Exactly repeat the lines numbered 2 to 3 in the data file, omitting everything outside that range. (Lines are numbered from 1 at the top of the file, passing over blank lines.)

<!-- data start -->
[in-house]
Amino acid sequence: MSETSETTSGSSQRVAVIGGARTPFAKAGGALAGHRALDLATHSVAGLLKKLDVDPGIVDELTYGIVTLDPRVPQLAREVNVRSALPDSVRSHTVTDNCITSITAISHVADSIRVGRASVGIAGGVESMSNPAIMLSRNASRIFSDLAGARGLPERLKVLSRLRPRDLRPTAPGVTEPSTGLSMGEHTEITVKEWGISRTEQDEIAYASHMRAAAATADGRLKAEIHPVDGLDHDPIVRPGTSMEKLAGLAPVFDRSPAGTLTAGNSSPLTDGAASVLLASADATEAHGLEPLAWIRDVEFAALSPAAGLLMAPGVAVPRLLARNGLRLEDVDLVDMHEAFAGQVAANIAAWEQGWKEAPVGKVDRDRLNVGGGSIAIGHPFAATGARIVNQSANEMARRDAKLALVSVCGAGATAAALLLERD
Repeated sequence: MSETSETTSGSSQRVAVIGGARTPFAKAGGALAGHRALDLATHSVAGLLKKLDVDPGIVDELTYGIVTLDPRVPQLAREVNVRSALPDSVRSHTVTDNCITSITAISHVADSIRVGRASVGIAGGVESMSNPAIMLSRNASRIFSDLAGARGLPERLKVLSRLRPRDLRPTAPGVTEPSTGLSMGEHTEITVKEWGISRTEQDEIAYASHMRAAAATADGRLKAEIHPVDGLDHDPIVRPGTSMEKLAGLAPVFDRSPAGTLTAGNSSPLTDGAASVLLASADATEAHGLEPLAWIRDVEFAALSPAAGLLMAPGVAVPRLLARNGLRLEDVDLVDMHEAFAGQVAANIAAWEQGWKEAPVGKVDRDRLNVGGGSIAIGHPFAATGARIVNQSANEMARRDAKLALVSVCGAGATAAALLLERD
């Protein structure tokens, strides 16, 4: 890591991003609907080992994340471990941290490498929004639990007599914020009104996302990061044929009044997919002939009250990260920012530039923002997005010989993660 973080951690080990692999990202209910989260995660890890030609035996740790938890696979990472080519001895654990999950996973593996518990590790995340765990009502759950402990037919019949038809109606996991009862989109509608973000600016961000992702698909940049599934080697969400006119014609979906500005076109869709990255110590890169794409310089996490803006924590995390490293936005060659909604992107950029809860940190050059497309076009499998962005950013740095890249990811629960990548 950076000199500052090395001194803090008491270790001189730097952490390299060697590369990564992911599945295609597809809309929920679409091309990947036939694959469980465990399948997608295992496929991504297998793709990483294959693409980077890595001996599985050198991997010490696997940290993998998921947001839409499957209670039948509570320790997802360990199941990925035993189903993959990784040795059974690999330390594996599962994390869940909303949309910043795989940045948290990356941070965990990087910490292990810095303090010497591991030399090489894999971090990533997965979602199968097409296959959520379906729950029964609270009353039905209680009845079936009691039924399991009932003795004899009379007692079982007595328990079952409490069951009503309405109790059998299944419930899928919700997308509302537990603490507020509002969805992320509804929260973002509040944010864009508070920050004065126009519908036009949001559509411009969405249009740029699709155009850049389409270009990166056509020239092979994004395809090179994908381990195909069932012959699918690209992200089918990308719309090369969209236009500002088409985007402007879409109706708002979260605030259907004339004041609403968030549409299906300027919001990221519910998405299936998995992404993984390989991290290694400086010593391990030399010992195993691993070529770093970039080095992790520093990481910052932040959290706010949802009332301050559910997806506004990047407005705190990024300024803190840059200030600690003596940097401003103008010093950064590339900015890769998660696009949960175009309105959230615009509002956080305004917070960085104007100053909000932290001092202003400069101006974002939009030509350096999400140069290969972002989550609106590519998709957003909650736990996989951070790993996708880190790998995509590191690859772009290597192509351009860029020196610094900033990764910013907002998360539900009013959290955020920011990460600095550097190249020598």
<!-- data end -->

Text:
Amino acid sequence: MSETSETTSGSSQRVAVIGGARTPFAKAGGALAGHRALDLATHSVAGLLKKLDVDPGIVDELTYGIVTLDPRVPQLAREVNVRSALPDSVRSHTVTDNCITSITAISHVADSIRVGRASVGIAGGVESMSNPAIMLSRNASRIFSDLAGARGLPERLKVLSRLRPRDLRPTAPGVTEPSTGLSMGEHTEITVKEWGISRTEQDEIAYASHMRAAAATADGRLKAEIHPVDGLDHDPIVRPGTSMEKLAGLAPVFDRSPAGTLTAGNSSPLTDGAASVLLASADATEAHGLEPLAWIRDVEFAALSPAAGLLMAPGVAVPRLLARNGLRLEDVDLVDMHEAFAGQVAANIAAWEQGWKEAPVGKVDRDRLNVGGGSIAIGHPFAATGARIVNQSANEMARRDAKLALVSVCGAGATAAALLLERD
Repeated sequence: MSETSETTSGSSQRVAVIGGARTPFAKAGGALAGHRALDLATHSVAGLLKKLDVDPGIVDELTYGIVTLDPRVPQLAREVNVRSALPDSVRSHTVTDNCITSITAISHVADSIRVGRASVGIAGGVESMSNPAIMLSRNASRIFSDLAGARGLPERLKVLSRLRPRDLRPTAPGVTEPSTGLSMGEHTEITVKEWGISRTEQDEIAYASHMRAAAATADGRLKAEIHPVDGLDHDPIVRPGTSMEKLAGLAPVFDRSPAGTLTAGNSSPLTDGAASVLLASADATEAHGLEPLAWIRDVEFAALSPAAGLLMAPGVAVPRLLARNGLRLEDVDLVDMHEAFAGQVAANIAAWEQGWKEAPVGKVDRDRLNVGGGSIAIGHPFAATGARIVNQSANEMARRDAKLALVSVCGAGATAAALLLERD